Best private industry fast track process is one submission stage, two parts …tech and commercial, followed by no negotiating… clarifications yes…but no negotiating. Give us your best offer first time round and don’t leave any fat in price to make us feel good when negotiating.

Paul.P
Paul.P
1 month ago

Good news. Drones carrying surveillance radar could be hosted on River 2 CSG pickets. They might effectively complete gaps and extend the Crowsnest Merlins coverage. Now we see the thinking behind the large deck, range and 24knot speed of the R2.

John N
John N
1 month ago

The RAN is running a maritime UAS competition too.

https://adbr.com.au/breaking-sea-129-phase-5-itr-contenders-announced/

There are currently two types of MUAS in RAN service, ScanEagle and Schiebel S-100.

Be interesting to see if there will be similarities between the RN and RAN requirements.

Cheers,

farouk
farouk
1 month ago

The picture of the S-100 UAV above is interesting as I remember this picture from a while ago of a S-100 fitted with Martlet by Thales

message-editor_1563325545170-s-100.jpg
Last edited 1 month ago by farouk
Gareth
Gareth
1 month ago
Reply to  farouk

Yes I remember that one as well – theoretically a frigate could carry several of these and launch, in effect, it’s own mini “swarm” which could engage small craft whilst still 10s of miles from the ship. I think I read somewhere the S-100 has an operational range of over 100 miles (From the ship) and a 6-hr endurance. Good platforms.

Pacman27
Pacman27
1 month ago
Reply to  Gareth

Its also a proven platform and is a good price if memory serves me around £2m inc the control container.

Every RN ship should have at least 2 Scheibel 100’s imo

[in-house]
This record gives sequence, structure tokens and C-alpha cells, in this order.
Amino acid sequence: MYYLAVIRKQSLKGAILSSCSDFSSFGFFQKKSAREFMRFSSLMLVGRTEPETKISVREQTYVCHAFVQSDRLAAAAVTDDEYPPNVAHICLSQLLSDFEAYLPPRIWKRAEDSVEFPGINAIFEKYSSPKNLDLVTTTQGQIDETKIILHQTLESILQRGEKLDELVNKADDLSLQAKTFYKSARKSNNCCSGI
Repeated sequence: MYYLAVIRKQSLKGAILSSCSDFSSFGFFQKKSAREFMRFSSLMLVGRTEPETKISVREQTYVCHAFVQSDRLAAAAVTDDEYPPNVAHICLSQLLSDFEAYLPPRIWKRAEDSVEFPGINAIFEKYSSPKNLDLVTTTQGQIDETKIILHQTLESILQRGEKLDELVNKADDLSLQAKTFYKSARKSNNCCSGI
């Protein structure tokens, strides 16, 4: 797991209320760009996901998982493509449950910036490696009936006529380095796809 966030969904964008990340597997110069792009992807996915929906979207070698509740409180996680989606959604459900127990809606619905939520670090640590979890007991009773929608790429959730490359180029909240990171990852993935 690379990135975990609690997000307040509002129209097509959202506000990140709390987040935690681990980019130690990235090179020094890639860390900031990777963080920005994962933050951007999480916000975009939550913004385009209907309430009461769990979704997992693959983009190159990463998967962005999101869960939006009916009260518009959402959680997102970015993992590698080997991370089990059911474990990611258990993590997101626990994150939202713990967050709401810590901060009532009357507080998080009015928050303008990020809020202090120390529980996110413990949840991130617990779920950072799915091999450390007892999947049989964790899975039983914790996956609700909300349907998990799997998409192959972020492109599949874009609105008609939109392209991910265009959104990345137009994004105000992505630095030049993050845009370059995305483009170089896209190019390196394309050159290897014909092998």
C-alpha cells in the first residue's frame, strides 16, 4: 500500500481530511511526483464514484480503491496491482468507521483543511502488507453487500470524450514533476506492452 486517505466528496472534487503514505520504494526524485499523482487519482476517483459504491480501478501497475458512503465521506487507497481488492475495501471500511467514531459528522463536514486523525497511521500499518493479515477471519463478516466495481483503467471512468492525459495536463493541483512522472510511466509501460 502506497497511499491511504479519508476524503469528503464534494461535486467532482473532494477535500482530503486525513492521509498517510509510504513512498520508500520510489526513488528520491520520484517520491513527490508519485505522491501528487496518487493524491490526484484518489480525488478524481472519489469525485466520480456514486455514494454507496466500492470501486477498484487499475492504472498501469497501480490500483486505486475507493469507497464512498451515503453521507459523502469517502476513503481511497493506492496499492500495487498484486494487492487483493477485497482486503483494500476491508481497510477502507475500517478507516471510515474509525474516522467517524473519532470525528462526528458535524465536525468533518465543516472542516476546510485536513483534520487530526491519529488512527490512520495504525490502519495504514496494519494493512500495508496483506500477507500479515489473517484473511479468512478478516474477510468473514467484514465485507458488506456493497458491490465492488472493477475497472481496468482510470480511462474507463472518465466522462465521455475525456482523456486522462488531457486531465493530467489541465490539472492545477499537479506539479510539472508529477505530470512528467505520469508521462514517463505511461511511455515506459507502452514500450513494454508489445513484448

Nic
Nic
1 month ago
Reply to  Pacman27

I agree that all Royal Navy ships should have some form of heli UAV as additional defence and obs

Max Jones
Max Jones
1 month ago
Reply to  Gareth

I feel when they can only carry 2 missiles it doesn’t serve as much of a practical function as a simple Wildcat with 20, even if the targets are dispersed. Fine on a patrol vessel when combat is not a main role but it just doesn’t seem very efficient.

DP
DP
1 month ago
Reply to  farouk

Yes, I like the look of the Schiebel. With it’s Marlet capability, it offers something more than just eyes in the sky. This offensive capability should be written into the spec. One wonders why the MoD didn’t specify a UAV system for the R2s from the outset, UAVs need not just enhance combat capability somewhere like the Persian Gulf but also enhance anti-drug smuggling in the Carribean, foreign vessel tracking in the North Sea and fishery protection in the Irish Sea. Agree with the sentiment of others on here though, just adding a UAV to the R2 based in Bahrain… Read more »

Gunbuster
Gunbuster
29 days ago
Reply to  DP

Currently the MCMV force in the Gulf have…1 x 30mm manually aimed , 2 x 50 Cal and Mini Guns.

They have been ok with the above for the decades that they have been doing maritime Security Patrols.

James
James
1 month ago

Interesting. Countries like Turkey have developed naval submarines hunting drones that link up with autonomous speedboats
with 500km range armed with anti ship missiles, extending their anti ship missiles range from 300km to 800km. They can both disembark from a frigate. They have developed logistical drones capable of transferring supplies too.

I think this is an area we need to invest more in to make up for the small fleet size. A frigate can intimidate and be beyond the range of anti ship missiles of enemies with its autonomous speed boats armed with anti ship missiles and even detect submarines.

john melling
john melling
1 month ago

The Leonardo AWHERO RUAS must surely be on the list as it was involved in the European OCEAN 2020 exercise in the Med in 2019
And has the maritime surveillance capability

Geoffrey Roach
Geoffrey Roach
1 month ago

The age of the drone. Whatever gun systems we look at nothing is going to have the range or versatility of a UAV with a Martlet(?) pack.

James Fennell